The UAE (United Arab Emirates) is a monarchy made up of a federation of seven emirates (or principalities). Each one has its own ruler, which is a hereditary position. Out of the seven emirates, you’ve probably only heard of Abu Dhabi (which serves as the capital), and Dubai, but Sharjah is also a location to consider if you want to teach English in the UAE. Arabic is the official language, but as the area was occupied by the British until 1971, English is used as a lingua franca and is often a requirement for local jobs, making it a good prospect for TEFL teachers.
If you like cosmopolitan places, the UAE is a great location for you. With a mix of local ethnic groups as well as a growing expat population, you’ll find a mix of faces both in your classroom and in your private life. One thing that TEFL jobs in the UAE are famous for are the wages – the cost of living is high, but so is your pay packet, and with added bonuses such as free accommodation and return flights, it’s easy to put away some savings while teaching in the UAE.
- Popular locations for TEFL jobs: Abu Dhabi, Dubai and Sharjah.
- Average salary for EFL teachers: The basic monthly salary for full-time positions is likely to be in the region of 8,000 – 15,000 dirhams (£1,575 – £3,000 / $2,200 – $4,000) per month. The best paid jobs will boast salaries closer to 22,000 dirhams (£4,300 / $6,000) per month.
- TEFL qualification requirements: A 120-hour TEFL qualification will be required for most positions, if not a CELTA
- Prerequisite university degree: You’ll need a degree and many positions also require an MA in a related field
- Term times: September until July
- Currency: UAE dirham (AED)
- Language: Arabic
- Teaching programmes: Public School, Private Schools, Language Schools, International Schools, Bilingual Kindergartens, Freelance, IELTS, IB, Business English
- Age restrictions: None
- Previous teaching experience: Three to five years of previous experience is a usual requirement
Female teachers might be wary of applying to teach in the UAE because of the strict dress code, but many expats say that it’s actually more liberal than you think. At Dubai’s malls, women are encouraged to cover their shoulders and knees, and a similar dress code will likely be expected of you in the workplace, but this isn’t any more conservative than would be expected of teachers anywhere else in the world. However, the conservative laws shouldn’t be taken lightly. Kissing in public is illegal and can result in deportation, and there are similar rules relating to using swearwords, even when on Facebook or when using WhatsApp. Homosexuality is illegal and is a capital offence in the UAE, and blasphemy is also illegal. These are all important considerations when deciding if the UAE is somewhere you could live and work without feeling imprisoned by the strict laws. Out of the seven emirates, Duabi is probably the most liberal, but you’re still likely to experience culture shock if you’re coming from the west.
Students in the UAE are eager to learn English, but have quite a relaxed approach to their lessons. Expect students to be late for class and reluctant to do their homework, or even not take part in classroom activities that don’t take their fancy. Adult learners are notorious for answering their mobile phones during class (business is king) and not taking the lessons too seriously. While respecting professional boundaries in this strict culture, you’ll also find your students friendly and approachable. Classrooms will often be filled with top-of-the range equipment, and you’ll have plenty of resources at your fingertips whether you’re teaching children or adults.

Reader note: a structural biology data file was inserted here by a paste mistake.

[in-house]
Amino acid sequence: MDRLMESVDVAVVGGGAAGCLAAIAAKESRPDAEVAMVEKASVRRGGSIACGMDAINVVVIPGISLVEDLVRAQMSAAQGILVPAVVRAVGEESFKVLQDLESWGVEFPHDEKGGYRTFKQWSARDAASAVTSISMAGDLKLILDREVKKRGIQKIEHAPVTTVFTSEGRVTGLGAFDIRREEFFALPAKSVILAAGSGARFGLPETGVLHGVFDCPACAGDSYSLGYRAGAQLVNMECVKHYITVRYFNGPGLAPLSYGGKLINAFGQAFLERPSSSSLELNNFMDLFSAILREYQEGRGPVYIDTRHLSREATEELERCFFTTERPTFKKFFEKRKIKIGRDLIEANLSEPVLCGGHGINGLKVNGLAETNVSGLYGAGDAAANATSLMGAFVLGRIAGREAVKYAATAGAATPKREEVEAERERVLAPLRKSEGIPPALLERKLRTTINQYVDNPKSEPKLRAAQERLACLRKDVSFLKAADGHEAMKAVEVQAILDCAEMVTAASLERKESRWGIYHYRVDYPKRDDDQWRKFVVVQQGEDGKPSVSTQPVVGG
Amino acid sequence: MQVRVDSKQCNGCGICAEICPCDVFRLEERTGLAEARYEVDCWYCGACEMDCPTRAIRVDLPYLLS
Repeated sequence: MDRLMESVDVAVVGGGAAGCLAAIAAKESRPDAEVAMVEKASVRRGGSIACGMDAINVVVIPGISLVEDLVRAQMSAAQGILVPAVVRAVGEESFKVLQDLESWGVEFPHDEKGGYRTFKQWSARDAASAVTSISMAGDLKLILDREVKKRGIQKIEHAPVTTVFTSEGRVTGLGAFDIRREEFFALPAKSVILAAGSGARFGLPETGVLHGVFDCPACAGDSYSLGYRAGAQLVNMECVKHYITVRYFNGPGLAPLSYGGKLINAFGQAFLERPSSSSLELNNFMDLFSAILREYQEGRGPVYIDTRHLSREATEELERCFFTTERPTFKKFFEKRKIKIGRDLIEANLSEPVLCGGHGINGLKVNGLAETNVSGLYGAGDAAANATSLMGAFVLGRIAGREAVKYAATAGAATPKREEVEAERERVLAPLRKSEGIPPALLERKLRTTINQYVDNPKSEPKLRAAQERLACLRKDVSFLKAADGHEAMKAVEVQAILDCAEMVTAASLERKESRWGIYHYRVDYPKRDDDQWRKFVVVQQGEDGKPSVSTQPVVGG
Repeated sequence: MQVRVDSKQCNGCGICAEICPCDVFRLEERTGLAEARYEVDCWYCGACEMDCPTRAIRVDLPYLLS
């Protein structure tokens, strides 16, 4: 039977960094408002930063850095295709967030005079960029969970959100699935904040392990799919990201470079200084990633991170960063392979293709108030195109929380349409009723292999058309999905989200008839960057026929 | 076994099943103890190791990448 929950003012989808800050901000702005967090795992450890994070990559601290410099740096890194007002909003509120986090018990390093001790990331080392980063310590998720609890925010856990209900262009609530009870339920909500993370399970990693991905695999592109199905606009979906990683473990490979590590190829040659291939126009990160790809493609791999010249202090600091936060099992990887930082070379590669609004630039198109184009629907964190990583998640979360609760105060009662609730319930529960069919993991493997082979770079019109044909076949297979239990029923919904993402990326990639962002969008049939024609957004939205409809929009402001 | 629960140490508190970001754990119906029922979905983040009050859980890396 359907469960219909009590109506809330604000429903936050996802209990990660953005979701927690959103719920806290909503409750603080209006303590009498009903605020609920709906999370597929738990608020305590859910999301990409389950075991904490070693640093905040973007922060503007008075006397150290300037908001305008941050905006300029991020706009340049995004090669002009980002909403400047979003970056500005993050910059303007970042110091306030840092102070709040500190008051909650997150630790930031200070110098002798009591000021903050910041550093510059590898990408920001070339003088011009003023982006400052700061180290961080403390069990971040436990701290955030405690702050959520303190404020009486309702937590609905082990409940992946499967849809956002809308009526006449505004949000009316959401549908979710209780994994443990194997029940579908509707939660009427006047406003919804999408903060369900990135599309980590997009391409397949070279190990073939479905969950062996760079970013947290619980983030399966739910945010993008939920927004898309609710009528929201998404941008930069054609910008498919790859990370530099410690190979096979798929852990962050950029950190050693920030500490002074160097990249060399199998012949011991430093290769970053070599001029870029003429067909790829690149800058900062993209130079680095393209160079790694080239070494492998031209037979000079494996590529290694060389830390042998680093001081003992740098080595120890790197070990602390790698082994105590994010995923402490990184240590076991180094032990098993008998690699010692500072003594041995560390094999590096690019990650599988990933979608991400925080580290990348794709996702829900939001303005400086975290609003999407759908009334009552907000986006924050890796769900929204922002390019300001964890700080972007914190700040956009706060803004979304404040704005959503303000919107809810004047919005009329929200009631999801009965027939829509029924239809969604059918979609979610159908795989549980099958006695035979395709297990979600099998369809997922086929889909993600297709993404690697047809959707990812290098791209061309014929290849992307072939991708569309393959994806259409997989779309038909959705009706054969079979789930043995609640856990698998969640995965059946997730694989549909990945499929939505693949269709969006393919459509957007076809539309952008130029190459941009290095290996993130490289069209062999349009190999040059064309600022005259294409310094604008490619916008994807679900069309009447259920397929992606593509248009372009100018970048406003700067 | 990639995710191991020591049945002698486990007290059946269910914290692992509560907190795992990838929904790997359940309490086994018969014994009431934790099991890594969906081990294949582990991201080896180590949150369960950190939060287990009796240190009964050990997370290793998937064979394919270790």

Requirements for teaching English in the UAE
|Country||Avg. monthly salary||Degree required||Start of term||Teaching experience||Housing & flights included||Suitable for non-native English speakers||Age restrictions|
|Algeria||£550 - £900
($700 - $1,100)
|Bahrain||£1,200 - £2,500
($1,500 - $3,000)
|Egypt||£400 - £700
($500 - $900)
|Jordan||£500 - £950
($600 - $1,100)
|Kuwait||£1,200 - £2,000
($1,500 - $2,500)
|Lebanon||£650 - £1,200
($800 - $1,500)
|Morocco||£400 - £800
($500 - $1,000)
|Qatar||£1,200 - £2,800
($1,500 - $3,500)
|Saudi Arabia||£1,600 - £3,200
($2,000 - $4,000)
|UAE||£1,600 - £4,000
($2,000 - $5,000)
More expensive than 70% of countries in the Middle East, you might be surprised to hear that, globally, the UAE only ranks as more expensive than 66% of other countries. This just goes to show that it doesn’t always follow that places with super high wages will have an equally high cost of living, as is the case in the UAE. Aside from the high wages you receive as a TEFL teacher in the UAE, your remuneration will be all the more attractive if it also includes free housing, often in luxurious apartment complexes which will include amenities such as a swimming pool, steam room, gym and other sports facilities. Having free accommodation would be a big bonus as housing can be pricey in the UAE, particularly if you live somewhere swanky, and there’s a big gap between cheaper homes and more luxuriant living. Many positions boast other perks such as return flights, and the longer contracts at most schools mean you won’t face costly relocations every few years.
- Accommodation: £946 – £1,548 / $1,311 – $2,145
- Utilities: £132 / $183
- Health insurance: Cost of typical visit to a GP: £45 / $62
- Monthly transport pass: £22 / $30
- Basic dinner out for two: £31 / $43
- Cappuccino in expat area: £4.12 / $5.71
- A beer in a pub: £9 / $12
- 1 litre of milk: £1.35 / $1.88
- 2 litres of Coca-Cola: £1.50 / $2.08
(living costs sourced from Expatistan)